P.A.C.E. (People Acting for Change and Equality) sponsors Hate Crimes Forum
An area Hate Crimes Forum Sponsored by P.A.C.E. and presented by the U.S. Department of Justice Community Relations Service will be held Thurs., June 9; Co-sponsored by the U.S. Attorney’s Office, FBI, Shreveport Mayor’s Office, Shreveport Police Department and Forum for Equality.
The United States Department of Justice (US DOJ) Community Relations Service will present a Hate Crimes Forum open to the public on Thursday, June 9, 2011, at 6:30 p.m. at All Souls Unitarian Universalist Church, 9449 Ellerbe Road. This presentation is sponsored by P.A.C.E. and is co-sponsored by the Louisiana U.S. Attorney’s Office, the FBI, the Shreveport Mayor’s Office, and the Shreveport Police Department. Local arrangements are being coordinated by P.A.C.E., based in Northwest Louisiana, and Forum for Equality, a statewide group, supporting a just society in which the lesbian, gay, bisexual and transgender (LGBT) community can lead open, honest, responsible, and safe lives at home and in the workplace.
A member of the Southwest Regional Office of the US DOJ Community Relations Service will facilitate the forum, and representatives from co-sponsoring and local educational and religious organizations will be present.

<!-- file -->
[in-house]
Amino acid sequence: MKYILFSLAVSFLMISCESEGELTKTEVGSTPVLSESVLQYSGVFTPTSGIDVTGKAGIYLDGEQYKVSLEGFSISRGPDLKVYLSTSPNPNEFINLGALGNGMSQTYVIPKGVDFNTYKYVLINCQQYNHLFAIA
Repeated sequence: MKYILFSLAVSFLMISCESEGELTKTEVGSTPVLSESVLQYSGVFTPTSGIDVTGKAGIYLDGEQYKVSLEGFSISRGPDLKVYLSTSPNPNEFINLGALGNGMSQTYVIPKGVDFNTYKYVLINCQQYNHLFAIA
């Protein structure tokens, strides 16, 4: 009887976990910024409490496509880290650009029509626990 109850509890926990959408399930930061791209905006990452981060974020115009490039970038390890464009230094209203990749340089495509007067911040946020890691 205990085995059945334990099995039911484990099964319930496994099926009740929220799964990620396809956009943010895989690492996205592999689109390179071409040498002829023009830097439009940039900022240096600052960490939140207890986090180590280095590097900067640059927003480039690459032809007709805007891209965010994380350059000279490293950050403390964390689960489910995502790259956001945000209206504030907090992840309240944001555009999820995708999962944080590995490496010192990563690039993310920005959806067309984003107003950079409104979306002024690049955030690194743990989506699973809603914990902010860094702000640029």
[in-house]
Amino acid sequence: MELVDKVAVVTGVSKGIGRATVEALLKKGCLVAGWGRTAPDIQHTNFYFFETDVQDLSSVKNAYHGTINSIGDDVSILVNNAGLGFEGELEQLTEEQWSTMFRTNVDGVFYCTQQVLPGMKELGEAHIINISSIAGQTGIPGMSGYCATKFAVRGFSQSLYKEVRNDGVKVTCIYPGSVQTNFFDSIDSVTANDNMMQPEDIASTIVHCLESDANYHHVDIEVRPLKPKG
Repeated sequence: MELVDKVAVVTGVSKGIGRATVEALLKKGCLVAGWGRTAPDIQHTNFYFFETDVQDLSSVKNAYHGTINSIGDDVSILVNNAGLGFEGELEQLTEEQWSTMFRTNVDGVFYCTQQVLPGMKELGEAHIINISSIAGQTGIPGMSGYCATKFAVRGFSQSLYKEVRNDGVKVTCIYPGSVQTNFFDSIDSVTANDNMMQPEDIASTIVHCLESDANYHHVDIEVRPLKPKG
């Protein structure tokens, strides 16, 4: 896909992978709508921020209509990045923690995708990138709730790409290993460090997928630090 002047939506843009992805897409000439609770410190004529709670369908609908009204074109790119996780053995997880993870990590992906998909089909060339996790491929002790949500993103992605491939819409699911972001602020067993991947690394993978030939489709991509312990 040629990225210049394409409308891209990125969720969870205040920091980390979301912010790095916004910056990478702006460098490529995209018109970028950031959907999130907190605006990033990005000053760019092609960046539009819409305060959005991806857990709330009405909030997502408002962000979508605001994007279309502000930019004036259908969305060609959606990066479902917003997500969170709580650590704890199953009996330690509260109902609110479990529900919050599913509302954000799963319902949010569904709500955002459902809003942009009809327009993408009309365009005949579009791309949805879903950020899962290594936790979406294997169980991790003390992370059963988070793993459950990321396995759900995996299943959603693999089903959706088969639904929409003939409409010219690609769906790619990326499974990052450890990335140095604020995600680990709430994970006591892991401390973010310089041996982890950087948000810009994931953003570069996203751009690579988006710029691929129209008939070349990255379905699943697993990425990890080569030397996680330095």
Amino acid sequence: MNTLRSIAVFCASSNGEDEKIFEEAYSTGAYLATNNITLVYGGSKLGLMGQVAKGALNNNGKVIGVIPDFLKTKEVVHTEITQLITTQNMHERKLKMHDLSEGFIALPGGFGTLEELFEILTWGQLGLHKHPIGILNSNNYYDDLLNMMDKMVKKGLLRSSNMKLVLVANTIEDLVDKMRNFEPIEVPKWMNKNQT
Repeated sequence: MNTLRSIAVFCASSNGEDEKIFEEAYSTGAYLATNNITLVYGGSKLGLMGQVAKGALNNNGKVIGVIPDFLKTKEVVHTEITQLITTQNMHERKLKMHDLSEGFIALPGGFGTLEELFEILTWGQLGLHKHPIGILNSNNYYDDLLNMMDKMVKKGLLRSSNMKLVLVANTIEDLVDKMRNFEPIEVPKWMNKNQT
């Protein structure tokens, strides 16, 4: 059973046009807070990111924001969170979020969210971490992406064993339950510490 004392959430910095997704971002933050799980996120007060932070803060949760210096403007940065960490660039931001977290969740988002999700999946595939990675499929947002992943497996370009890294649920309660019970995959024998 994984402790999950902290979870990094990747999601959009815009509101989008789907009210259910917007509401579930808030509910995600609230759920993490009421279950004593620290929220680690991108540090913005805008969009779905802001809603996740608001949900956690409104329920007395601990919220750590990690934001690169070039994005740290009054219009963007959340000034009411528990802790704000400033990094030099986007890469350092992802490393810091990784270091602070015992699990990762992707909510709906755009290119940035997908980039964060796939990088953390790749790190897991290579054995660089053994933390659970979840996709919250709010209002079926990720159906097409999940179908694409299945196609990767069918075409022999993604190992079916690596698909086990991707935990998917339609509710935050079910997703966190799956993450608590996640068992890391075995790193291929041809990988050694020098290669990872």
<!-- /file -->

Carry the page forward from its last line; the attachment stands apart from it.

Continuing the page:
At the end of 2010, the FBI released statistics on hate crimes reported during 2009. While fewer incidents were reported than in previous years in every category, when considering just violent crimes, anti-gay hate crimes had increased. In addition, anti-gay hate crimes included physical violence significantly more often than crimes against other reported groups.
This increased anti-gay violence hit home in January in Shreveport when a regular patron of a downtown bar was, without any provocation, brutally attacked, based only on his sexual orientation. The Shreveport Police Department charged the attacker with second degree attempted murder and the commission of a hate crime.
All hate crimes are reprehensible. But hate crimes that target groups are directed not just at an individual but are intended to terrorize entire communities. This forum will address what each of us can do to safeguard our community as a whole against such acts of terrorism.
Louisiana hate crimes law protects actual or perceived sexual orientation (RS 14:107.2). The 2009 Matthew Shepard and James Byrd, Jr. Hate Crimes Prevention Act expanded existing U.S. federal hate crimes law to include crimes motivated by a victim's actual or perceived gender, gender identity, sexual orientation, disability or religion and dropped the prerequisite that the victim be engaging in a federally protected activity.
Adrienne Critcher, P.A.C.E. Communications Director